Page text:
So that's usually a a good threshold. If you're seeing latencies, coming in lower, it can't be satellite any more. And so we saw, yeah, we were on our active measurement. We can see the latencies dropped to, like, three hundred.

I think it was still kinda high, but definitely, it could no longer be, both legs of the path going over a satellite.

And, and then we kind of, like, theorized, like, well, I wonder if it's asymmetric, like if the traffic's coming in, over the submarine cable, in a way that we can't and we can't see the return path, but the return path's going out out satellite. And, so it's asymmetric.

I wrote that up in a blog and a couple days later, we saw it just fixed or, or, you know, they could then it dropped again now boat now. It was a lower latency. And it was a couple months later. I was at another LactNet conference in Columbia.

And, I met the director of ATechSA and, and one of the, organizers, asking you to welcome me to the conference. Is there anybody wanna talk to? And I had a few companies I need to to speak with. And then, I was like, oh, would anybody from QW curious what their, you know, take is on the cable?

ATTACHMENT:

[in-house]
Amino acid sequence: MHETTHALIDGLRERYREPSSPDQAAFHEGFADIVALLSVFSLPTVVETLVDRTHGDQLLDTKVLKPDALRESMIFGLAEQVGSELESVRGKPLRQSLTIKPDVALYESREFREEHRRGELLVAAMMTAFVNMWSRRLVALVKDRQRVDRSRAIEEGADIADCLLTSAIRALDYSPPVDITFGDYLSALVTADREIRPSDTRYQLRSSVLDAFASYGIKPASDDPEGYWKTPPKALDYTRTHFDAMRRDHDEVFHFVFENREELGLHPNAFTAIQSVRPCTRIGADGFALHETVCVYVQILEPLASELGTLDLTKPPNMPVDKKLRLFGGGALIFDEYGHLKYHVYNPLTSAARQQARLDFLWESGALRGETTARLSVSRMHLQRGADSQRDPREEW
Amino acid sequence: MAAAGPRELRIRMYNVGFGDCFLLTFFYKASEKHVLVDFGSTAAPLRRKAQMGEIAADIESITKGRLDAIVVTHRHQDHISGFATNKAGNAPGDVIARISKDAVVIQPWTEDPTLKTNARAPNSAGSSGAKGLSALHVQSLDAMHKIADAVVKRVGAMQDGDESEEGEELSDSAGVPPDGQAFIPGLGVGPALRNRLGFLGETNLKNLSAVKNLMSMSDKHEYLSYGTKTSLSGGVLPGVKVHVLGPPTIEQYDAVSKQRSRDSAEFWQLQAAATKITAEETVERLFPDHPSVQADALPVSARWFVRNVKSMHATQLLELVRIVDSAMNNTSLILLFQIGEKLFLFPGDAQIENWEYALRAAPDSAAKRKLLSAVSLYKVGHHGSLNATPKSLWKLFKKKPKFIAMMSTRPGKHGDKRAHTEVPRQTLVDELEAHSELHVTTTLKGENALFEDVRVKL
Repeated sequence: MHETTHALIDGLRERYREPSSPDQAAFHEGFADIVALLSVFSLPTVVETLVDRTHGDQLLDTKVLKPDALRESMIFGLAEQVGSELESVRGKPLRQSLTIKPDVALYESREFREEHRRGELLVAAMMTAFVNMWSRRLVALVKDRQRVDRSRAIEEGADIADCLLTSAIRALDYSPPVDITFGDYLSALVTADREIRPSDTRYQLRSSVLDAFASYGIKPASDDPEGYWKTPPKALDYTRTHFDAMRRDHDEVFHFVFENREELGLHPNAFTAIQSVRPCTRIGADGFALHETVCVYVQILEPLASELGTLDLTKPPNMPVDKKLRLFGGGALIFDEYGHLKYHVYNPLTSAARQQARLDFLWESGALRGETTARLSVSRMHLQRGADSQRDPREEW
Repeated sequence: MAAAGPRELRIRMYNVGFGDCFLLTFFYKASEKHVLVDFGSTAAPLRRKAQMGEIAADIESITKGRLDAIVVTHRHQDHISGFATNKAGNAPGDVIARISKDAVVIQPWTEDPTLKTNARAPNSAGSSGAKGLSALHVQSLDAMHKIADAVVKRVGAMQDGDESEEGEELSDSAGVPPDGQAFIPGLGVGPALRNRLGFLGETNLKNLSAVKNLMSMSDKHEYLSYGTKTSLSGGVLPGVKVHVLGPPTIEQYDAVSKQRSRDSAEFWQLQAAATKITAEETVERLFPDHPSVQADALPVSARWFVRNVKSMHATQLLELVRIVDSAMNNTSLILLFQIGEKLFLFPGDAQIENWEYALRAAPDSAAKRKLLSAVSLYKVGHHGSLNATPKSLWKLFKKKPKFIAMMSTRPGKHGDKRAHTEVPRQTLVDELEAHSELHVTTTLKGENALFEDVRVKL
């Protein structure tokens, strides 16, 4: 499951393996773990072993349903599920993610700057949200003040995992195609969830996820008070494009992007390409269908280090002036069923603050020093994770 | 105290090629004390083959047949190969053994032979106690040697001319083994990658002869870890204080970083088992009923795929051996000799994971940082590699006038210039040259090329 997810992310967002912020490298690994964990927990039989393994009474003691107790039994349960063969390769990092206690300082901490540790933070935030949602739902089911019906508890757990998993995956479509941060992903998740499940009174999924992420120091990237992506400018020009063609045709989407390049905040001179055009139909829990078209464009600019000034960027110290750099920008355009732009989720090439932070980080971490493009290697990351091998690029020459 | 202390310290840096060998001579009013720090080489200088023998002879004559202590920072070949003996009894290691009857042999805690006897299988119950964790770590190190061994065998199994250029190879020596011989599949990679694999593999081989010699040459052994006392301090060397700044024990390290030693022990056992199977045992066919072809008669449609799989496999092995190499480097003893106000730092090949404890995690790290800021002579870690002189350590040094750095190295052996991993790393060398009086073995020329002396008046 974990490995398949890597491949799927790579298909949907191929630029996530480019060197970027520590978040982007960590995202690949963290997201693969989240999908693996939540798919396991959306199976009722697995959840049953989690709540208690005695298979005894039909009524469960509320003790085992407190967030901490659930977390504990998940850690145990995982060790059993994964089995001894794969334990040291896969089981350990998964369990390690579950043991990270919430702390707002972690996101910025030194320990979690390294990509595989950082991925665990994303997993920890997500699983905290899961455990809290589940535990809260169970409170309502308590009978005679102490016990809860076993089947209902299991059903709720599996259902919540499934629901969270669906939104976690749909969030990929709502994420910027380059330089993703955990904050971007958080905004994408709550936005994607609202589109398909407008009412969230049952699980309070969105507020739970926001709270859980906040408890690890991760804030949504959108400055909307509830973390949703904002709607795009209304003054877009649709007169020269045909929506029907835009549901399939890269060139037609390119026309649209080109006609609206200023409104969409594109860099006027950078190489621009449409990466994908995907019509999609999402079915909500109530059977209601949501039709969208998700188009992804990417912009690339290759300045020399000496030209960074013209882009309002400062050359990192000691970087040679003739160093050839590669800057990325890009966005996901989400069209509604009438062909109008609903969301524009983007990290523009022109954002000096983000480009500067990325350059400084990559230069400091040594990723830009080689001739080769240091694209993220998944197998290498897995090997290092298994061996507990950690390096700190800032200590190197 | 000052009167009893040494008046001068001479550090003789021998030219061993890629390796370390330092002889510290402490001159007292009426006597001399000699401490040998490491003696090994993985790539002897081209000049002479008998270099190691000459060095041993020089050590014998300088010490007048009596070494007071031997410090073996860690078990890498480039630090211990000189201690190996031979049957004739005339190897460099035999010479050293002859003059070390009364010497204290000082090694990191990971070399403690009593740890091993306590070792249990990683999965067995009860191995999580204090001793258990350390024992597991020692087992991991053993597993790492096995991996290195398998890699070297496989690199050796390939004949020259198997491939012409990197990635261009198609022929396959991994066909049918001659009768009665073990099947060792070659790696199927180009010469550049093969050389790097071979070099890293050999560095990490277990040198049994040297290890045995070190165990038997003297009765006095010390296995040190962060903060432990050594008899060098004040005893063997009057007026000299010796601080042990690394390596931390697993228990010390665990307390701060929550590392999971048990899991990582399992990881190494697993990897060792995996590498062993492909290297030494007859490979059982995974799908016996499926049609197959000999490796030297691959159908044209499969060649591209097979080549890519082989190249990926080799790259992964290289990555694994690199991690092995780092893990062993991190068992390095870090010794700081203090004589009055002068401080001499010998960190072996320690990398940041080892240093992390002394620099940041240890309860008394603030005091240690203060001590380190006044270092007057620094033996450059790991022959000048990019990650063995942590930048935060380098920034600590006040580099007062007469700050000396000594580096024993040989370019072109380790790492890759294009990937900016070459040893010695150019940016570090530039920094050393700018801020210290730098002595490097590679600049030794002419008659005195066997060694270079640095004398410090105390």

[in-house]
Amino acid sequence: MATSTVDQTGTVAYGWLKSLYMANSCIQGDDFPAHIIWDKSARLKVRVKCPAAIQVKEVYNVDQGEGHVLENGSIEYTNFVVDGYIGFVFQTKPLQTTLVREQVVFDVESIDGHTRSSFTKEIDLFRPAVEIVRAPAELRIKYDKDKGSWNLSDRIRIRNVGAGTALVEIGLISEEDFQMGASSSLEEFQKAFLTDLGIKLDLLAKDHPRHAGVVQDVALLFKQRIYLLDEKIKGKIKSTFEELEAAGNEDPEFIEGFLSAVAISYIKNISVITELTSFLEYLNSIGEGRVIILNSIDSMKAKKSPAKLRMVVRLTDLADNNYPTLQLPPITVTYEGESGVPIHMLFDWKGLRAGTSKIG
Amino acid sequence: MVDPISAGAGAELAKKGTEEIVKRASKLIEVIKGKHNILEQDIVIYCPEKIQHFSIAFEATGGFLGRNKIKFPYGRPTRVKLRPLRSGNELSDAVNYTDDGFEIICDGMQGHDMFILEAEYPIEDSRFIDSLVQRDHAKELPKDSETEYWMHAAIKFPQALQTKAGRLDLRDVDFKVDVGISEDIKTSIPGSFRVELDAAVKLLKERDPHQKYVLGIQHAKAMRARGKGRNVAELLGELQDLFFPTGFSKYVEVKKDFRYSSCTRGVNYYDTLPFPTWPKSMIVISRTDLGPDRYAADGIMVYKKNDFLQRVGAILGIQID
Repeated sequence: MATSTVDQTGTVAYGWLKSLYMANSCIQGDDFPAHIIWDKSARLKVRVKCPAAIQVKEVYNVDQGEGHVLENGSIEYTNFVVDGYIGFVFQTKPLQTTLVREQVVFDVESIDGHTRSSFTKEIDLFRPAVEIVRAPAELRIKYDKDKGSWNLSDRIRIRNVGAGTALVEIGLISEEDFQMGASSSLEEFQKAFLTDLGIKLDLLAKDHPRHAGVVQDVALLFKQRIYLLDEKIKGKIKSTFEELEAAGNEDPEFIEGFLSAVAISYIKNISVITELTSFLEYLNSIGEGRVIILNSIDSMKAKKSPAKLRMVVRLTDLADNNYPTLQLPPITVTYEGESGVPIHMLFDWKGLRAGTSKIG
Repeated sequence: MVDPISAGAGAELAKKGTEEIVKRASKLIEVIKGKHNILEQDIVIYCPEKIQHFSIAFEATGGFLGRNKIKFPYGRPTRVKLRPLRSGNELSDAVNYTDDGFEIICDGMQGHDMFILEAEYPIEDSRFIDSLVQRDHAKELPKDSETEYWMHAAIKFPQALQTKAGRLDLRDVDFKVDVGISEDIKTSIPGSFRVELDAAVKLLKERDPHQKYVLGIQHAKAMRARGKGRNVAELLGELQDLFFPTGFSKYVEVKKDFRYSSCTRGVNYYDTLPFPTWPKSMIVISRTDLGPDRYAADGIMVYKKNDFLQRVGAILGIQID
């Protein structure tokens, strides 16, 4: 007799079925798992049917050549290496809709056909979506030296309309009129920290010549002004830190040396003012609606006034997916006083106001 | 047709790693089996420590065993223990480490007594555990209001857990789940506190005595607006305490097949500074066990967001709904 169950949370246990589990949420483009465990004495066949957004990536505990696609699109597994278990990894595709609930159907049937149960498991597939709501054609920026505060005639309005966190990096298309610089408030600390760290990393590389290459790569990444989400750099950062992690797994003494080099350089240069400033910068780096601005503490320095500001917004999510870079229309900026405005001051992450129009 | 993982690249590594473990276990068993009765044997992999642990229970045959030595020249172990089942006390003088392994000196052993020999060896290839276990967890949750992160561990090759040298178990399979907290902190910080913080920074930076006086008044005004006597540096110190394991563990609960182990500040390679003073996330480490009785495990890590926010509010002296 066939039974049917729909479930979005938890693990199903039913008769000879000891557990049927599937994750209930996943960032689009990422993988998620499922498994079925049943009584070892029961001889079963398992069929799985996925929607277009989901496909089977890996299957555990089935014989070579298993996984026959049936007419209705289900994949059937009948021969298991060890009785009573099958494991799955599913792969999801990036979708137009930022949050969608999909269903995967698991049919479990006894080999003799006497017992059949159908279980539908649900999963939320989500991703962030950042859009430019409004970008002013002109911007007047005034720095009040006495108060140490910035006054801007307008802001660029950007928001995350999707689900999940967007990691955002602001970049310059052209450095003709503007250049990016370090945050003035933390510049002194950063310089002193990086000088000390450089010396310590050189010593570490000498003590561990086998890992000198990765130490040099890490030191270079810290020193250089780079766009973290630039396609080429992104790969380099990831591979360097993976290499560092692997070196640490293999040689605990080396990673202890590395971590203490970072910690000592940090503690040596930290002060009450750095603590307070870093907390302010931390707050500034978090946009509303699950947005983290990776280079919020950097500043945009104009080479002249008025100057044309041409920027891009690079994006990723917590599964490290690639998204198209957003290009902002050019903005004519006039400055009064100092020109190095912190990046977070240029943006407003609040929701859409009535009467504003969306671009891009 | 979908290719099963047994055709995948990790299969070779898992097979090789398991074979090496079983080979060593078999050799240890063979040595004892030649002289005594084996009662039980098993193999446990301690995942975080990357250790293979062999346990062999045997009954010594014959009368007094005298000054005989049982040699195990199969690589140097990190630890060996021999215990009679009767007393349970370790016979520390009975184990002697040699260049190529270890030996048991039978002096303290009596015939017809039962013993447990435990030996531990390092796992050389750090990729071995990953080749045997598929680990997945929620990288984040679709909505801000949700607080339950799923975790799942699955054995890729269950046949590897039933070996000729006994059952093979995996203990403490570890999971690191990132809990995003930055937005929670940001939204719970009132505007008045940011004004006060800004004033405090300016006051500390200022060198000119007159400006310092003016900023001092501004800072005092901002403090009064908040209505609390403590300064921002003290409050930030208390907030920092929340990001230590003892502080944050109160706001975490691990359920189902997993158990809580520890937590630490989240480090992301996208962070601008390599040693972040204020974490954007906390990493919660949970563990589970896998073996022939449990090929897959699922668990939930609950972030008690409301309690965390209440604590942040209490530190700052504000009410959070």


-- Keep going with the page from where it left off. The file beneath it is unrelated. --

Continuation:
And he's like, wow, you're you're in luck. You're standing right next to the director of A Texa. You wanna meet him. I was sure.

And so then, I was like, hey, I'm Doug Madore from Renisys. And the guy looked at my badge. He was like, yeah, I know who you are. And I was like, oh, okay.

Well, hey, congratulations on the cable. I'm glad that, you know, interconnectivity is improving your country. I really am not, personally invested in the politics. And, and any any without any prompting, he was like, you were right about the ASM trick routing.